Skip navigation

Search Results for: allow

It’s About Access

If you have a few minutes today, watch this. Oh, watch it anyway. And share it. It won a Webby, the equivalent of the Oscar for the web world. And I have to admit that at the end, I cried. Seriously. Like those in the satirical episode, I don’t live in the wildest woolliest of […]

Russia’s Bloggers Under Attack

If you haven’t been paying attention to one of the largest countries in the world is persecuting bloggers. I’ve written up a summary in the ClarkWP Magazine site produced by my Clark College WordPress students, “The New Blogger’s Law in Russia.” In December 2013, the Russian parliament passed a law to allow the blocking of […]

WordPress For Writers: WordPress Author Sites

In this part of my series on WordPress For Writers, I’ll cover the basic things to consider when using WordPress on site promoting the work of writers and authors. For more on the subject, see other articles in the WordPress for Writers and Authors series. This article assumes you have some basic familiarity with WordPress […]

WordPress For Writers

I will be speaking this year at several workshops and conferences on the subject of “WordPress for Writers.” The workshop covers the basic elements of WordPress content structure and organization, then adds the complexities of a site for writers and authors. This is one of a series of articles on WordPress for Writers and Authors. […]

Blog Exercises: Leave Room for the Reader

“You must leave room for the viewer to rest and breath as they look at your photograph.” These wise words were told to me by a long-time professional photographer, gone these many years. As I studied with her and others saying similar things, I began to understand what they meant and applied it eventually to […]

Blog Exercises: How to Create a Blogger Identity

A rebroadcast of “How Much Does Your Name Matter?” from Freakonomics Radio looked at the impact of a name on society, perception, prejudice, and ability to succeed. Indeed, there is some evidence that a name can influence how a child performs in school and even her career opportunities. There’s also the fact that different groups […]

Blog Exercises: Making Notifications and Alerts Work for You

In the blog exercise on eliminating noisy distractions from your computer, mobile phone, and other areas around your working environment, I wanted you to remove the things that interfere with your blogging time and space, with your creative energies. I wanted you to identify what is getting in your way that you might not be […]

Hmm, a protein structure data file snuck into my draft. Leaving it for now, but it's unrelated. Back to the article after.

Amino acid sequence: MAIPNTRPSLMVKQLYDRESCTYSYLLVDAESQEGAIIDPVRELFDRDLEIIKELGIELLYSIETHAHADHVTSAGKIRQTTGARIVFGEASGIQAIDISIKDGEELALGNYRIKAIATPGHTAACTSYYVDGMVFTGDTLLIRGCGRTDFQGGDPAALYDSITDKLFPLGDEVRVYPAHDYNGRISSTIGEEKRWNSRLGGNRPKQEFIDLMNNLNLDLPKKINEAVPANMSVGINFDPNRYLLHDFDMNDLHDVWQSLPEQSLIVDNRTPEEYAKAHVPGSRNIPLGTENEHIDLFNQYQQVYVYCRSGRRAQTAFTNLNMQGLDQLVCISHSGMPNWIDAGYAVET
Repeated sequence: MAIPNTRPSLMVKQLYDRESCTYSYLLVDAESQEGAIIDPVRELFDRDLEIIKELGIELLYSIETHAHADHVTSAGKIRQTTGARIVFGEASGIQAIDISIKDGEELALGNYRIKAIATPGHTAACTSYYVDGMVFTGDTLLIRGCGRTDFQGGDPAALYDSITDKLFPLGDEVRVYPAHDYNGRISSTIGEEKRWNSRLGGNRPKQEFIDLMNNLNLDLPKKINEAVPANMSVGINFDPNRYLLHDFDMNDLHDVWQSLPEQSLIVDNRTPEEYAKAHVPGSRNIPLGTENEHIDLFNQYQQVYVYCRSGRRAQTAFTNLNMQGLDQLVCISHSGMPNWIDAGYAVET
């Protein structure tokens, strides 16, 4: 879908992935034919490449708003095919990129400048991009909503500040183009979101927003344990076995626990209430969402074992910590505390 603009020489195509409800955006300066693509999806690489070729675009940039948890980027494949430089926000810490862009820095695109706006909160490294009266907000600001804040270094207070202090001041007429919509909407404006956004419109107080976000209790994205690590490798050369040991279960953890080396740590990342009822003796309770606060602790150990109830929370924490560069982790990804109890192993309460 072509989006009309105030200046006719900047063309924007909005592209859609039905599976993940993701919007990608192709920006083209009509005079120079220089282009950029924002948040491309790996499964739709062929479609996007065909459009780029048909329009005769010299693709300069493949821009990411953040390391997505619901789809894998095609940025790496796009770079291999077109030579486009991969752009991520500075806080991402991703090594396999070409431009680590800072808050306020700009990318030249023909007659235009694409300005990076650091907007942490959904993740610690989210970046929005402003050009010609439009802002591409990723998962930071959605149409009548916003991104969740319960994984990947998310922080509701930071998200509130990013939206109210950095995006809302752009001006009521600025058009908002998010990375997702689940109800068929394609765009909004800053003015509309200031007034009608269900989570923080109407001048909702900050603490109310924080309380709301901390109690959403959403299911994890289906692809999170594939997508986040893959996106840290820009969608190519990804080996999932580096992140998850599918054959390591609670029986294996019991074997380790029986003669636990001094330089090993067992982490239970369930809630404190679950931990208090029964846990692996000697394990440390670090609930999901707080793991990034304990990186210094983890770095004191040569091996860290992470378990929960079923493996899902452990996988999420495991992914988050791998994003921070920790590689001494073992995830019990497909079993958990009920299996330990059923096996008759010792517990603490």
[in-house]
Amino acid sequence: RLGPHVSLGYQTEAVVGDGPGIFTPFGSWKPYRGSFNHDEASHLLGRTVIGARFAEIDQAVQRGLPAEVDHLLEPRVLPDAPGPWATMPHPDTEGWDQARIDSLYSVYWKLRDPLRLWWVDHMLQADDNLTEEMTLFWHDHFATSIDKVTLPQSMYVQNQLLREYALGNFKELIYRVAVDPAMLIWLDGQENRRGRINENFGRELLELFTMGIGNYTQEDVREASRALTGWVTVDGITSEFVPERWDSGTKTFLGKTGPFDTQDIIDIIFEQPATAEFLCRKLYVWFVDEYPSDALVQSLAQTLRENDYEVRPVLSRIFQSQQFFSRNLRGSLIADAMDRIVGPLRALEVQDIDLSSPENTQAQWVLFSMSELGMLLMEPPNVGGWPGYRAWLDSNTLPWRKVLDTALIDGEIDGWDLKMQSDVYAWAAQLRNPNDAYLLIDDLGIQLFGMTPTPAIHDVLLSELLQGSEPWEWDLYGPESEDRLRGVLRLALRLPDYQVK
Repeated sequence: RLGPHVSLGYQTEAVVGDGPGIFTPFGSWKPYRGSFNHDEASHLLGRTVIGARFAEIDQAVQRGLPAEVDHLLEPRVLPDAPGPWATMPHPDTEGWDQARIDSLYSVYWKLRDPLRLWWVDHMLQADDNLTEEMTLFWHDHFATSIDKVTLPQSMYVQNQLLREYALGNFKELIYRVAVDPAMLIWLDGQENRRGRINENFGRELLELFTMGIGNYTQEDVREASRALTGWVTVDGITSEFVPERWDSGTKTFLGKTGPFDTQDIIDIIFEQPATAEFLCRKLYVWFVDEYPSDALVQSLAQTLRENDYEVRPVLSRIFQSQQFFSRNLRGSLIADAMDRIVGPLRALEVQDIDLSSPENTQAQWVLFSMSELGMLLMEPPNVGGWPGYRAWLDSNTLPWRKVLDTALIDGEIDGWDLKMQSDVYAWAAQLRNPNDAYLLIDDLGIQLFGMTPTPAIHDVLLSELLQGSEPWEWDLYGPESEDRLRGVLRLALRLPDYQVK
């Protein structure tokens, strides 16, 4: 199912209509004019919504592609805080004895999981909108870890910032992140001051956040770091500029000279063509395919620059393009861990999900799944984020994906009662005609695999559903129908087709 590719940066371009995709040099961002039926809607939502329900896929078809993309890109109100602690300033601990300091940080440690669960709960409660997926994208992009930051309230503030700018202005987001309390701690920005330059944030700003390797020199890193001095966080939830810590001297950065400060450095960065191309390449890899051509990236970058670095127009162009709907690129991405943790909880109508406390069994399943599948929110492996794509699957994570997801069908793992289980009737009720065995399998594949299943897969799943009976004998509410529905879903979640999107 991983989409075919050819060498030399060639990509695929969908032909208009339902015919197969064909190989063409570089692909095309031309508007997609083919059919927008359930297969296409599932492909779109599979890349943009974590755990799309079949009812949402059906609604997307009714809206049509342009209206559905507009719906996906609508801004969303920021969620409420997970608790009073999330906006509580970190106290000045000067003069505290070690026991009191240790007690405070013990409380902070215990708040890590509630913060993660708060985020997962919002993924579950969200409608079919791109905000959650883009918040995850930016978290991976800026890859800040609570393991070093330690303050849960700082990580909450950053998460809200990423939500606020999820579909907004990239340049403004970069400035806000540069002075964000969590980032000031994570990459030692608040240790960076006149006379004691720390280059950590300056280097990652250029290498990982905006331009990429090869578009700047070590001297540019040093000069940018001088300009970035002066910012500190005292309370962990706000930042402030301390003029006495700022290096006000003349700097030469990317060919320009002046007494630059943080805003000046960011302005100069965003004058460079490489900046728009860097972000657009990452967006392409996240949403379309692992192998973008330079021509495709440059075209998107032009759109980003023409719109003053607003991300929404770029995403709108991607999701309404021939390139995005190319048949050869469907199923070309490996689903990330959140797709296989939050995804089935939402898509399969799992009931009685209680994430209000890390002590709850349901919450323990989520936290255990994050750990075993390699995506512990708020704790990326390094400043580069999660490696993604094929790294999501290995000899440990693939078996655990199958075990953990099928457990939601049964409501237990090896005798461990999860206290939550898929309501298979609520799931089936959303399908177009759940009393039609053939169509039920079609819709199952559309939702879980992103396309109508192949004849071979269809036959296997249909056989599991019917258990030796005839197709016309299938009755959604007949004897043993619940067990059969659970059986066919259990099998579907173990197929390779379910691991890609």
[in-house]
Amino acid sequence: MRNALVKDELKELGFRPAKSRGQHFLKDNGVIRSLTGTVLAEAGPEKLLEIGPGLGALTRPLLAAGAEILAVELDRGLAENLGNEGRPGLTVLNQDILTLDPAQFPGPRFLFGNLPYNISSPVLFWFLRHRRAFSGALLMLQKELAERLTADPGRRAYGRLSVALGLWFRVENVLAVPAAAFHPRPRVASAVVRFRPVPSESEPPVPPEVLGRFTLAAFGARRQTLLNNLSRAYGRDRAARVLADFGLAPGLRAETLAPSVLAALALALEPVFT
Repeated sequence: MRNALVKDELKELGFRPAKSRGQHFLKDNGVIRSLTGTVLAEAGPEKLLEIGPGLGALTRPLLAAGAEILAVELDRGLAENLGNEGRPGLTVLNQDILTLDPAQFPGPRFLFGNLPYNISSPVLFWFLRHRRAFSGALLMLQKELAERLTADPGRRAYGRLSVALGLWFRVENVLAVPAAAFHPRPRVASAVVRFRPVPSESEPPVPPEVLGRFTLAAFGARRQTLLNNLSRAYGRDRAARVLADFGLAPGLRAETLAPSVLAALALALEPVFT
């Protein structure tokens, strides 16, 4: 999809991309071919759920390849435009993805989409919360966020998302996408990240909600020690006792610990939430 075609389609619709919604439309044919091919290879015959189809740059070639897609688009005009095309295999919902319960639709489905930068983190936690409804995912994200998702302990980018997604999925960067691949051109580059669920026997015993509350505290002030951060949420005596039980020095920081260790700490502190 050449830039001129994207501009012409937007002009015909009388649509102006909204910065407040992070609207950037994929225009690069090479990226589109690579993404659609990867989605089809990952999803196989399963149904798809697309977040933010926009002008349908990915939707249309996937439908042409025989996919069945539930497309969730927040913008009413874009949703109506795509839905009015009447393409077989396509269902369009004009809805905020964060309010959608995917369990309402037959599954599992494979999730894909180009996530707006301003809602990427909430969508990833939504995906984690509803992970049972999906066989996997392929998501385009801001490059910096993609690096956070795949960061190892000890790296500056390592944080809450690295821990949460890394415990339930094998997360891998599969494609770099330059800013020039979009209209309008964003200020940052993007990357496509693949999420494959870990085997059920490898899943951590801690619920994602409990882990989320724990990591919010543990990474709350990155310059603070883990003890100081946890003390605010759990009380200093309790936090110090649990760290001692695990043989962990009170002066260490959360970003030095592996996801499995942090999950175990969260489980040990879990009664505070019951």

Blog Exercises: If You Wouldn’t Do It In Public, Would You Do It Online?

If you wouldn’t do it in public, would you do it online? Unfortunately for many, the answer is a resounding YES! However, most of us have some…whatever you call it…oh, yeah, class, ethics, moral fiber, manners – etiquette. I’m not the Dear Abby of social norms, but I’m first in line to tell you that […]

Blog Exercises: Taking Inventory on What Keeps You Blogging

The recent major desktop computer crash has left me reeling. I thought I had all my data backed up. For the most part, I did. What I didn’t have backed up was my programs. Getting back up to speed fast, I’ve had to prioritize the programs I had download and install. Yes, download. Who gets […]

Blog Exercises: Bye Bye to Dumb Drafts

Demian Farnworth of Copyblogger wrote a brilliant article, “5 1/2 Reasons You Should Kill a Draft Blog Post. It’s today’s blog exercise. In summary, Demian’s tips are: The idea sounds bad to you days later. It’s likely to create controversy you don’t want. It looks like something you wrote last year. It looks like stolen […]

Blog Exercises: Priorities

A friend’s son was working on a school project when I asked him a question. “Not now, Lorelle. I don’t have the bandwidth.” Unfortunately, I’ve had to use it over the past month too many times. Consider this an apology for letting this site lapse recently for these Blog Exercises. Research published in “Scarcity: Why […]

Blog Exercises: To Comment or Not to Comment

In the September 20, 2013, issue of the New York Times, an article caught my eye called “No Comments.” It is also available on Umano via mobile app or desktop for a listen. The article by Michael Erard discusses comments on the web, including a long look back at the history of interactivity on the […]

Blog Exercises: Mashups

One of my favorite odd-ball mashups is the movie Moulin Rouge! Released in 2001, the movie features Nicole Kidman, Ewan McGregor, and an outstanding cast of top notch actors singing their way through a Bollywood-style production set in a 1899 France cabaret. There are few original songs in the film. Instead they used pop songs […]

Blog Exercises: The Domino Effect

I recently created a domino effect on one of my sites. The Domino Effect is based upon the traditional game of domino pieces stacked standing upright in rows, typically in a straight or curved path carefully spaced close together. Knock over the first one and it falls against the second, and third, knocking down each […]

Blog Exercises: Editorial Calendar Check-in for September

It’s time to check in on your editorial calendar for September. This means not just checking in on the holidays and events for September but also for October, November, and December. For those living in the “Western Civilization” and tied to the Christian Calendar, as well as those tied to Jewish and Muslim calendars, we’re […]

Follow

Get every new post delivered to your Inbox.

Join 20,278 other followers